Screen Time and Content Might Increase Youth’s Risk to Future Substance Abuse, Part II
by Elena Vidrascu, MSc
JPHMP presents Preventing America’s Next Drug Epidemic: A Multidisciplinary Approach, a new series designed to introduce the many facets of substance abuse, and how integrating the work of multiple partners may be the best approach towards prevention and treatment.
In this two-part series, I examine the potential consequences and correlations of screen time, attention, and substance abuse. Last time, I looked at whether we may be inadvertently increasing our children’s risk to drug and alcohol addiction later in life, specifically with how excessive screen time impacts the developing minds of youngsters growing up in the digital age (see Part I here). Today, I’m speaking with Dr. Melissa Cox, assistant professor at East Carolina University, to discuss media influences and risk of future substance use, and how parents can intervene. Melissa Cox podcast
Please take a look at the resources listed under “Further Reading” below for one of these parent tools, called TECH. Melissa Cox podcast
Melissa Cox is an Assistant Professor in the Department of Health Education and Promotion at East Carolina University. Her research examines how the social and physical environment exerts risk and protective influences on youth alcohol use. She received her BA from Boston College, MPH from the University of Michigan School of Public Health, and PhD in Health Behavior from the Gillings School of Global Public Health at UNC Chapel Hill.
Listen to the audio below. When you’re finished, be sure to leave me a comment. What’s your take on this subject?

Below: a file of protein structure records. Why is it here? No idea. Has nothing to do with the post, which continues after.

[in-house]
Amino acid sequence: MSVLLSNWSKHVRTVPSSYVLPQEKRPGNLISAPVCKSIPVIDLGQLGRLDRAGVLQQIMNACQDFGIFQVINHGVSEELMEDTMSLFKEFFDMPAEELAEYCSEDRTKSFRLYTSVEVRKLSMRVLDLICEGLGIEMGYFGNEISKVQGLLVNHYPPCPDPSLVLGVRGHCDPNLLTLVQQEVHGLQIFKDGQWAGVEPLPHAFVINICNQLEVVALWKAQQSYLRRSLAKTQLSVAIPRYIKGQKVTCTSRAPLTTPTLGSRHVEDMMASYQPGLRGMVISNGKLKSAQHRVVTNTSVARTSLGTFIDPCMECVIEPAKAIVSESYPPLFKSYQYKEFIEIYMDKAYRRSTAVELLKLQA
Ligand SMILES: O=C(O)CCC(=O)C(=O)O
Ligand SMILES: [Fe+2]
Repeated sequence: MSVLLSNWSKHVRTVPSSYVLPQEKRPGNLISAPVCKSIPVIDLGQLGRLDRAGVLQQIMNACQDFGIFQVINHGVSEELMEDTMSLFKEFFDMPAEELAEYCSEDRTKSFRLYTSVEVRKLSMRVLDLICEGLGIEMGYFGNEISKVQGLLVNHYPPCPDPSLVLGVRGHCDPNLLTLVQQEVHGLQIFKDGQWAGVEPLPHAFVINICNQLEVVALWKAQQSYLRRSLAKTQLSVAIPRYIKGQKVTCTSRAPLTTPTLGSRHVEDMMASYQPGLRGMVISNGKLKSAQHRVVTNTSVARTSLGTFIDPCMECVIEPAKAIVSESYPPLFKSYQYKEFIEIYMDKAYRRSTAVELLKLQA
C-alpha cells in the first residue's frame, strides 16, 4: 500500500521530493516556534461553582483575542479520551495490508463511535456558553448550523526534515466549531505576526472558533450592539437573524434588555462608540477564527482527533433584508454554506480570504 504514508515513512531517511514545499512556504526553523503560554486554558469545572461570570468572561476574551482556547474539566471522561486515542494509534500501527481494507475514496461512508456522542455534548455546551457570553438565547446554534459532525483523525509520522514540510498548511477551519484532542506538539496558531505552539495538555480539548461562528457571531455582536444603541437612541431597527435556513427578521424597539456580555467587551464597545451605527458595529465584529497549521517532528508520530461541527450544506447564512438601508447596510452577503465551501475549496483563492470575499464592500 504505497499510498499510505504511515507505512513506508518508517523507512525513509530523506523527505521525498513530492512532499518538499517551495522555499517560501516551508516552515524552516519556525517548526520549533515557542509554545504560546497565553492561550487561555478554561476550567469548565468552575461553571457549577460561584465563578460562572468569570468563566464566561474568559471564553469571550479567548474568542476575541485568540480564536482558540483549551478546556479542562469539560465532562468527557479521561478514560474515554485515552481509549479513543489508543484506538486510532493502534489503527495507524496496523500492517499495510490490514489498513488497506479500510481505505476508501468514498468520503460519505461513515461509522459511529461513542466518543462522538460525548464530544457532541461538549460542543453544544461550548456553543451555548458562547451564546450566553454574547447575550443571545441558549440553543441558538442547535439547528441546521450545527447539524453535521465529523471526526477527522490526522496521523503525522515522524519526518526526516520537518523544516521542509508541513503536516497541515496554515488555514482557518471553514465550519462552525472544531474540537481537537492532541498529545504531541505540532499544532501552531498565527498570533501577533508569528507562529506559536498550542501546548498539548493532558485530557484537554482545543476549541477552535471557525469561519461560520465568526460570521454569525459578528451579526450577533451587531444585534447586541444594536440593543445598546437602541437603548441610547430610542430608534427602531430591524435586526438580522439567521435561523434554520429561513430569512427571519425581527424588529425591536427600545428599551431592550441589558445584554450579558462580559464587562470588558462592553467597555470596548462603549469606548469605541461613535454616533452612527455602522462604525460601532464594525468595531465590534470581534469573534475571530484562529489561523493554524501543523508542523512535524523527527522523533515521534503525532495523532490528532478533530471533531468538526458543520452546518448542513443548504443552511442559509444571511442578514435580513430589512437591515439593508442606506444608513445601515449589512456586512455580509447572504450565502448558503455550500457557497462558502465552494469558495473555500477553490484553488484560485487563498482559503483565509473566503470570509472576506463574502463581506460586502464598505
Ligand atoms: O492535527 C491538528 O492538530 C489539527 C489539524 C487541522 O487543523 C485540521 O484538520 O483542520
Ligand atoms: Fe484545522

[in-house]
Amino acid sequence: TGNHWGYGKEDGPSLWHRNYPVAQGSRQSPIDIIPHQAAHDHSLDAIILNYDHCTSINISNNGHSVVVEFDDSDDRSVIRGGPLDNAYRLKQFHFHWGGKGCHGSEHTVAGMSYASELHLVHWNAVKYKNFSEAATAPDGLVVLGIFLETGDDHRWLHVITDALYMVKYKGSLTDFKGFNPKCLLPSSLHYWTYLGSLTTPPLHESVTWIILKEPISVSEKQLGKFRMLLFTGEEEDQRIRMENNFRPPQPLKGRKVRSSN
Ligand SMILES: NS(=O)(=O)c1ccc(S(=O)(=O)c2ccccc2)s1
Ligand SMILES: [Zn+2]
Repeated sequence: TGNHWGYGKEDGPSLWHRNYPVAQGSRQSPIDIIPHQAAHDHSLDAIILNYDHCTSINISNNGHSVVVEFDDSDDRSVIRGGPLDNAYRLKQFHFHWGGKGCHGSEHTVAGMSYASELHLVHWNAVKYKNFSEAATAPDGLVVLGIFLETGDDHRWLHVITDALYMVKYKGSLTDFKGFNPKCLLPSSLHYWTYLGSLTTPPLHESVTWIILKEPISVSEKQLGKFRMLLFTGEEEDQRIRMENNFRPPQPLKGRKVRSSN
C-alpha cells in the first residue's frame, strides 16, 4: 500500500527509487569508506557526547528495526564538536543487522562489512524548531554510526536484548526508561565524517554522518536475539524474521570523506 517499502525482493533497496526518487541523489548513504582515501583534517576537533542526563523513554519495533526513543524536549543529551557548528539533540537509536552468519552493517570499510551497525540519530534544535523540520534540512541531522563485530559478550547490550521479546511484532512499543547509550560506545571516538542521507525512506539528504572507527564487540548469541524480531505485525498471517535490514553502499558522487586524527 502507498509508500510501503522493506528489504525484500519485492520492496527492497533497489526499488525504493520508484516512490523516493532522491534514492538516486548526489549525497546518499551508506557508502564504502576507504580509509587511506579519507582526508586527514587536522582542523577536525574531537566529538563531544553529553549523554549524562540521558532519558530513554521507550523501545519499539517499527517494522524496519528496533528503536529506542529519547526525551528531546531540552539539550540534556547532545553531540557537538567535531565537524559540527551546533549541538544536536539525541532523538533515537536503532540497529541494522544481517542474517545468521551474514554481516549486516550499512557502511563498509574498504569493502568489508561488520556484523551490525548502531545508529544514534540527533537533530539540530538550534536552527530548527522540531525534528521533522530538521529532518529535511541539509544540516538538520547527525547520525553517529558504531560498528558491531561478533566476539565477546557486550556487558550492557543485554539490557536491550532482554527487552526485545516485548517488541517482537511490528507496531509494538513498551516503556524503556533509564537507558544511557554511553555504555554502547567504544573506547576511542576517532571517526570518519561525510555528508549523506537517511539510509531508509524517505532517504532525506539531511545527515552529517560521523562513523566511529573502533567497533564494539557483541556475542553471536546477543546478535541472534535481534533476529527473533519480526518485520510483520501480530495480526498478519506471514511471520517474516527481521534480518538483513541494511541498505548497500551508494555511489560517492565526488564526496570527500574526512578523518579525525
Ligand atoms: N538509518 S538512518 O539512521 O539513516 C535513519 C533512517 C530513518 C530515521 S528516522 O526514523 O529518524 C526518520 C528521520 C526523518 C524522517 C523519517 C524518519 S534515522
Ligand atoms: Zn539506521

For Further Reading:
- TECH Parenting to Promote Effective Media Management
- Parental Restrictions of Movie Viewing Prospectively Predicts Adolescent Alcohol and Marijuana Initiation
- The Role of Sensation Seeking and R-rated Movie Watching in Early Substance Use Initiation
- Gender Differences in the Associations Between Age Trends of Social Media Interaction and Well-Being Among 10-15 Year Olds in the UK
- The Social-Ecological Model: A Framework for Prevention
Elena Vidrascu recently graduated from Wake Forest University with her MSc in Physiology and Pharmacology. Her primary field of interest is substance abuse, with goals to disseminate information to the public, including addicts and those in recovery, and to influence policy change to push for more integrative approaches towards prevention and treatment. In her spare time, she enjoys playing tennis, hiking, doing puzzles, and cuddling with her kitten Maple.
Read all columns in this series:
- Screen Time and Content Might Increase Youth’s Risk to Future Substance Abuse, Part I
- The Opioid Epidemic: Where Do the Numbers Stand and Where Can We Focus Our Efforts? A Video and Interview
- Could a Dose a Day of Meaningful Social Interactions Help Keep Drug Addiction Away?
- Mike Connors on Treating Youth & Young Adults Struggling with Substance Abuse and Addiction
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- From the Editor-in-Chief2021.04.1310 Ways HRSA-Supported Preventive Medicine Residencies Responded to COVID-19
- Most Recent2021.04.13Podcast: Addressing Health Equity and SDOH Through Healthy People 2030
- JPHMP Direct Voices2021.04.07Investing in Evidence to Inform How to Rebuild the US Public Health System in the Wake of the COVID-19 Pandemic